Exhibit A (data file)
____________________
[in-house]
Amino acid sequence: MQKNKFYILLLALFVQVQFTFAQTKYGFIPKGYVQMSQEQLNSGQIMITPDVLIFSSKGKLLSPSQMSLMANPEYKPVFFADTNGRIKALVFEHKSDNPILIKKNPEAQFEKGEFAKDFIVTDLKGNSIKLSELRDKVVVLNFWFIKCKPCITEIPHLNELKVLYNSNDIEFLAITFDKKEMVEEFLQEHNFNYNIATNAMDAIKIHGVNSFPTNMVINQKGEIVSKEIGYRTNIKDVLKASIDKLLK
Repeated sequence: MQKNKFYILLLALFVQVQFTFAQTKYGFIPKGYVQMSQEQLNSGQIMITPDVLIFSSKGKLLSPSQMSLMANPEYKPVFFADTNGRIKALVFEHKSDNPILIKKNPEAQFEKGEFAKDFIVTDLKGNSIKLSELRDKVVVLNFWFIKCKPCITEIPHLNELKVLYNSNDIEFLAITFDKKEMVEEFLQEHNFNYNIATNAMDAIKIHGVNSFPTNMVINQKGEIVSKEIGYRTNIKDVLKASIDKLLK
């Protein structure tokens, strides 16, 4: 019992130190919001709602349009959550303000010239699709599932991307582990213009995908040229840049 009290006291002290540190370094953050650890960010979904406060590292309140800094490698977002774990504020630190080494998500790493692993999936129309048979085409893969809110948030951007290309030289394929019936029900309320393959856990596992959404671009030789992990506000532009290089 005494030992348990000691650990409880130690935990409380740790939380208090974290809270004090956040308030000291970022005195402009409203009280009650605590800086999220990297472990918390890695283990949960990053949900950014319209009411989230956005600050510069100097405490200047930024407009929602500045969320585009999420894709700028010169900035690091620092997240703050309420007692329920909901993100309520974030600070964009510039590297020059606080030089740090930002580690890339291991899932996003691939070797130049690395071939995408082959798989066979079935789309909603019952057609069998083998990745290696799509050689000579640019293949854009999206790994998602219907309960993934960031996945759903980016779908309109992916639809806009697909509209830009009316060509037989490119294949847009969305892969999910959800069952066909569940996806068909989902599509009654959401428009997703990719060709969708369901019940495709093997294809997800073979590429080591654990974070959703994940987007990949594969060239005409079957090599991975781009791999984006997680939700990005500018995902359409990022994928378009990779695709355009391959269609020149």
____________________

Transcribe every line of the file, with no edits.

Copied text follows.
[in-house]
Amino acid sequence: MQKNKFYILLLALFVQVQFTFAQTKYGFIPKGYVQMSQEQLNSGQIMITPDVLIFSSKGKLLSPSQMSLMANPEYKPVFFADTNGRIKALVFEHKSDNPILIKKNPEAQFEKGEFAKDFIVTDLKGNSIKLSELRDKVVVLNFWFIKCKPCITEIPHLNELKVLYNSNDIEFLAITFDKKEMVEEFLQEHNFNYNIATNAMDAIKIHGVNSFPTNMVINQKGEIVSKEIGYRTNIKDVLKASIDKLLK
Repeated sequence: MQKNKFYILLLALFVQVQFTFAQTKYGFIPKGYVQMSQEQLNSGQIMITPDVLIFSSKGKLLSPSQMSLMANPEYKPVFFADTNGRIKALVFEHKSDNPILIKKNPEAQFEKGEFAKDFIVTDLKGNSIKLSELRDKVVVLNFWFIKCKPCITEIPHLNELKVLYNSNDIEFLAITFDKKEMVEEFLQEHNFNYNIATNAMDAIKIHGVNSFPTNMVINQKGEIVSKEIGYRTNIKDVLKASIDKLLK
């Protein structure tokens, strides 16, 4: 019992130190919001709602349009959550303000010239699709599932991307582990213009995908040229840049 009290006291002290540190370094953050650890960010979904406060590292309140800094490698977002774990504020630190080494998500790493692993999936129309048979085409893969809110948030951007290309030289394929019936029900309320393959856990596992959404671009030789992990506000532009290089 005494030992348990000691650990409880130690935990409380740790939380208090974290809270004090956040308030000291970022005195402009409203009280009650605590800086999220990297472990918390890695283990949960990053949900950014319209009411989230956005600050510069100097405490200047930024407009929602500045969320585009999420894709700028010169900035690091620092997240703050309420007692329920909901993100309520974030600070964009510039590297020059606080030089740090930002580690890339291991899932996003691939070797130049690395071939995408082959798989066979079935789309909603019952057609069998083998990745290696799509050689000579640019293949854009999206790994998602219907309960993934960031996945759903980016779908309109992916639809806009697909509209830009009316060509037989490119294949847009969305892969999910959800069952066909569940996806068909989902599509009654959401428009997703990719060709969708369901019940495709093997294809997800073979590429080591654990974070959703994940987007990949594969060239005409079957090599991975781009791999984006997680939700990005500018995902359409990022994928378009990779695709355009391959269609020149």